At the beginning of this year, a set of powerhouse organizations in cybersecurity (CSO Magazine, Deloitte, Carnegie Mellon's CERT program, and the U.S. Secret Service) released the results of a survey of 523 business and government executives, professionals and consultants in the ICT management field.
The reaction generated by this survey provides an unusually clear illustration of how cyber-security discourse has become willfully detached from facts. There is an organized industrial and political imperative to drill into our heads the idea that the Internet is dangerous and its threats are spiraling out of control, and it doesn't matter what facts are uncovered – they are all interpreted to support this preconception.
With that intro, here is the lead sentence from the January 25 2010 Carnegie-Mellon University news release about the 2010 CyberSecurity Watch Survey:
“Cybercrime threats posed to targeted organizations are increasing faster than many organizations can combat them, according to the 2010 CyberSecurity Watch Survey…”
Stop right there. A careful review of both the survey and the responses to it quickly reveals that that conclusion did NOT come from the survey itself, and was not supported by its data. In fact, the claim that cyberthreats are increasing faster than many organizations can combat them comes from a Deloitte “review of the results” of the survey. The Deloitte “review” is entitled (in big, bold letters) CYBERCRIME: A CLEAR AND PRESENT DANGER and it admits it is an “interpretation,” which “goes beyond simple reporting of results.”
Apparently Deloitte, one of the sponsors of the survey, was not happy with the results:
“Deloitte believes…that some of the findings point to significant incongruities between the views of many survey respondents and the current reality of cyber crime.” In other words, don't listen to what the people actually facing and dealing with threats tell you, listen to the scary stuff.
So what are the relevant facts in the survey?
The survey “uncovered a drop in victims of cybercrimes (60% vs. 66% in 2007), however, the affected organizations have experienced significantly more attacks than in previous years.”
“Since 2007, when the last cybercrime survey was conducted, the average monetary value of losses resulting from cybercrimes declined by 10%.”
“More than half of the respondents (58%) believe they are more prepared to prevent, detect, respond to or recover from a cybercrime incident compared to the previous year.”
Isn't this interesting? How does Deloitte get from a drop in the number of victims and a 10% drop in losses (despite more attacks) and a general improvement in perceived preparedness, to the conclusion that crimes are increasing “faster than potential victims can cope with them?” It's easy when you've got something to sell.
Where do cyber-security threats come from? Once again, there is a very interesting gap – perhaps we should say chasm – between the Deloitte report and the actual survey results. In Deloitte's spin, the main threat is external, and comes from “An increasing number of criminals and criminally minded enterprises [that] have hired, purchased, or otherwise acquired the ability to infiltrate systems with new penetration techniques while developing a criminal e-business network.” But Deloitte doesn't stop there. Without adducing a shred of evidence it asserts that “There is a likely nexus between cyber crime and a variety of other threats including terrorism, industrial espionage, and foreign intelligence services.” Shudder. Oh my God.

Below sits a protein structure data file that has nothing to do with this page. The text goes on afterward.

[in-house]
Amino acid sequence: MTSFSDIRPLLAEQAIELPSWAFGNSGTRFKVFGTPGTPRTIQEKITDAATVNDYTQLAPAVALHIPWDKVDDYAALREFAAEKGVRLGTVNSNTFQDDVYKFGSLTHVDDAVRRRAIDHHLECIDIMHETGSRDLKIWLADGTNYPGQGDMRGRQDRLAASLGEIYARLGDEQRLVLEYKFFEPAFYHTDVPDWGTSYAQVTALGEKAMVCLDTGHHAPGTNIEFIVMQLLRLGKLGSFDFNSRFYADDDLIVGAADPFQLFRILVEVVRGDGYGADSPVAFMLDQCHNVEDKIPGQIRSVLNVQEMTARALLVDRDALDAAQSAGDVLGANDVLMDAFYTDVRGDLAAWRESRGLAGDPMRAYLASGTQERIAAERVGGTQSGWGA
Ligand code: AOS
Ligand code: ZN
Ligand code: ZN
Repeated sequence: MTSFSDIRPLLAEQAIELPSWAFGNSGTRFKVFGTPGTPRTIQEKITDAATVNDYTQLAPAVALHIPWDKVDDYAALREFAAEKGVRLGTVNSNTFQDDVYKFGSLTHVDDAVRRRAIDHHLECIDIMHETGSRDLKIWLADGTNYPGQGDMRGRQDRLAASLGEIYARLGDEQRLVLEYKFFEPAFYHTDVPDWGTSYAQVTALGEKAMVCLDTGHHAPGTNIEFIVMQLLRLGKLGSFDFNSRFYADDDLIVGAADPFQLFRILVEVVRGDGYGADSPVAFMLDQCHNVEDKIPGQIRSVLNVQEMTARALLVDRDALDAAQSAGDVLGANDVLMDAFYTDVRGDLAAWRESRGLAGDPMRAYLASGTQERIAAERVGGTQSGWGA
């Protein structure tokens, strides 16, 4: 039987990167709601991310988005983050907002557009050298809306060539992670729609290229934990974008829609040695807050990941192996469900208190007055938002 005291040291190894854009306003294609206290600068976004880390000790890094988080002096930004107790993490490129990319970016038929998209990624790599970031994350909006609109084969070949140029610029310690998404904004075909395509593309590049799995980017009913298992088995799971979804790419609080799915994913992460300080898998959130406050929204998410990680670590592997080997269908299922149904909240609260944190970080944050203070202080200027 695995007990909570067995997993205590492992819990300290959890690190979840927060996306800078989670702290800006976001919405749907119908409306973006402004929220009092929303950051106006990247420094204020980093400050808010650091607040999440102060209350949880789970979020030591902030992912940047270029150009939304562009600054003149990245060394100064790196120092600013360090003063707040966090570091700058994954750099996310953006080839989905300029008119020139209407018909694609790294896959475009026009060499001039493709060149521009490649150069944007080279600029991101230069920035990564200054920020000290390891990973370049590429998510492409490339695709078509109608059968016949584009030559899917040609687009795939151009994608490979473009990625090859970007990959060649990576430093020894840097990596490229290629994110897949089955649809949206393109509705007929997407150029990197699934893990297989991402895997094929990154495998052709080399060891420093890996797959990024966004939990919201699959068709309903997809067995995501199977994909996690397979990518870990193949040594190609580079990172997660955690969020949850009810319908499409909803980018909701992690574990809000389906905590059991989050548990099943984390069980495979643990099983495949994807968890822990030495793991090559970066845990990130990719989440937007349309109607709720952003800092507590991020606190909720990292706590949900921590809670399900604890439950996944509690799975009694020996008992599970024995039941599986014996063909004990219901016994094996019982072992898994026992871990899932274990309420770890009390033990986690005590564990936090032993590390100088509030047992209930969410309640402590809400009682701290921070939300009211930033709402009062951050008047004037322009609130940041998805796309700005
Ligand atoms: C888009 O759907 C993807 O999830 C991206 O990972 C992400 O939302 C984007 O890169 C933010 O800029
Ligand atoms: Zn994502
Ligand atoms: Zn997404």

Now what is the data in the survey report?
The survey respondent reported that the vast majority of attacks – and the most costly ones – come from insiders. No less than 3/4 (75%) of all cybercrime comes from KNOWN sources. Moreover, “Insider incidents are more costly than external breaches, according to 67% of respondents.”
The Deloitte “review” of the survey results shows they are simply unable to accept an alternate, less exciting and scary view about the sources of risk. And so it issued a glossy, bold pamphlet/advertisement that actually garnered more media coverage than the actual survey. And the assertions of its tract were often conflated with those of the survey.
To be fair to Deloitte, their tract does make some wise points. They argue, convincingly, that organizations should focus security on a “risk-based approach” that “starts with the assumption that an unauthorized user can gain access to the system, and then design responses based on the value of the data that could thus be compromised.”
Equally wise, the Deloitte report urges enterprises to “shift away from building a 'great wall' against all threats, toward identifying and addressing the most significant ones. This entails prioritizing risks on the basis of their likelihood, impact, and potential interactions with other risks, then allocating resources accordingly.”
But if Deloitte followed its own advice consistently, it would stop promoting hysteria about unknown, unquantified, and as yet undemonstrated risks “that can be imagined” (their words) from “terrorist organizations, foreign intelligence services, and traditional organized crime entities” and focus more directly on where the real risks are.
There may be a valid argument that the survey respondents are complacent or ignorant about the real security risks – but Deloitte hasn't made it. And it is hard to argue with the fact that the survey respondents know more than Deloitte does about what incidents actually hit them and how much money those incidents actually cost them. To posit risks and threats that “could be imagined” sounds more like a sales job than analysis.